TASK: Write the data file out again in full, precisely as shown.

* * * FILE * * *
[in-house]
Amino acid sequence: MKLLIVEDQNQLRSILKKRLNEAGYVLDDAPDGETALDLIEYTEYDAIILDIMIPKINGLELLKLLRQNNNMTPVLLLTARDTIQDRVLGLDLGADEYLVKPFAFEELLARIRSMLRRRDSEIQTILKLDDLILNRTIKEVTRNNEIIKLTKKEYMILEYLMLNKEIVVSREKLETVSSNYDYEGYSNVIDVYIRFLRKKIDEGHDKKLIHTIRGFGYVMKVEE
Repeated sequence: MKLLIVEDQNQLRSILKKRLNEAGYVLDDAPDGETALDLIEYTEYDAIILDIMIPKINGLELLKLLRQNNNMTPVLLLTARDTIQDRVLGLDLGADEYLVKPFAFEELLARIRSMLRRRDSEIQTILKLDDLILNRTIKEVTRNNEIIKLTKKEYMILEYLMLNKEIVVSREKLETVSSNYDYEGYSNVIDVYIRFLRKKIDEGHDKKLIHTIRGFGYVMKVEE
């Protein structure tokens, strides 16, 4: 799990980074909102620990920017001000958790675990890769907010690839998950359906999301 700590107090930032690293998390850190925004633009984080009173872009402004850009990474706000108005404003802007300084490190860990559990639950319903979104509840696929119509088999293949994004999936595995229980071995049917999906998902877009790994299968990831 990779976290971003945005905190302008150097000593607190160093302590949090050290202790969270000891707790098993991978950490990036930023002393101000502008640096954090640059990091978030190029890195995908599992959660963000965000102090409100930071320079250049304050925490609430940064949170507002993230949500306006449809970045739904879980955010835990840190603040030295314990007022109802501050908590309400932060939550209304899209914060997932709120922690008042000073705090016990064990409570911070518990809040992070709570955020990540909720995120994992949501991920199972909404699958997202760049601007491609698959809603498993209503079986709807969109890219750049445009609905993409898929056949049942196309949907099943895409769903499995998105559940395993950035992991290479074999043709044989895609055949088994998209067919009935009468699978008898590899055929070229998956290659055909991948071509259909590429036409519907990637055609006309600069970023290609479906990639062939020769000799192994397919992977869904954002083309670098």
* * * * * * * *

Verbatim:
[in-house]
Amino acid sequence: MKLLIVEDQNQLRSILKKRLNEAGYVLDDAPDGETALDLIEYTEYDAIILDIMIPKINGLELLKLLRQNNNMTPVLLLTARDTIQDRVLGLDLGADEYLVKPFAFEELLARIRSMLRRRDSEIQTILKLDDLILNRTIKEVTRNNEIIKLTKKEYMILEYLMLNKEIVVSREKLETVSSNYDYEGYSNVIDVYIRFLRKKIDEGHDKKLIHTIRGFGYVMKVEE
Repeated sequence: MKLLIVEDQNQLRSILKKRLNEAGYVLDDAPDGETALDLIEYTEYDAIILDIMIPKINGLELLKLLRQNNNMTPVLLLTARDTIQDRVLGLDLGADEYLVKPFAFEELLARIRSMLRRRDSEIQTILKLDDLILNRTIKEVTRNNEIIKLTKKEYMILEYLMLNKEIVVSREKLETVSSNYDYEGYSNVIDVYIRFLRKKIDEGHDKKLIHTIRGFGYVMKVEE
């Protein structure tokens, strides 16, 4: 799990980074909102620990920017001000958790675990890769907010690839998950359906999301 700590107090930032690293998390850190925004633009984080009173872009402004850009990474706000108005404003802007300084490190860990559990639950319903979104509840696929119509088999293949994004999936595995229980071995049917999906998902877009790994299968990831 990779976290971003945005905190302008150097000593607190160093302590949090050290202790969270000891707790098993991978950490990036930023002393101000502008640096954090640059990091978030190029890195995908599992959660963000965000102090409100930071320079250049304050925490609430940064949170507002993230949500306006449809970045739904879980955010835990840190603040030295314990007022109802501050908590309400932060939550209304899209914060997932709120922690008042000073705090016990064990409570911070518990809040992070709570955020990540909720995120994992949501991920199972909404699958997202760049601007491609698959809603498993209503079986709807969109890219750049445009609905993409898929056949049942196309949907099943895409769903499995998105559940395993950035992991290479074999043709044989895609055949088994998209067919009935009468699978008898590899055929070229998956290659055909991948071509259909590429036409519907990637055609006309600069970023290609479906990639062939020769000799192994397919992977869904954002083309670098």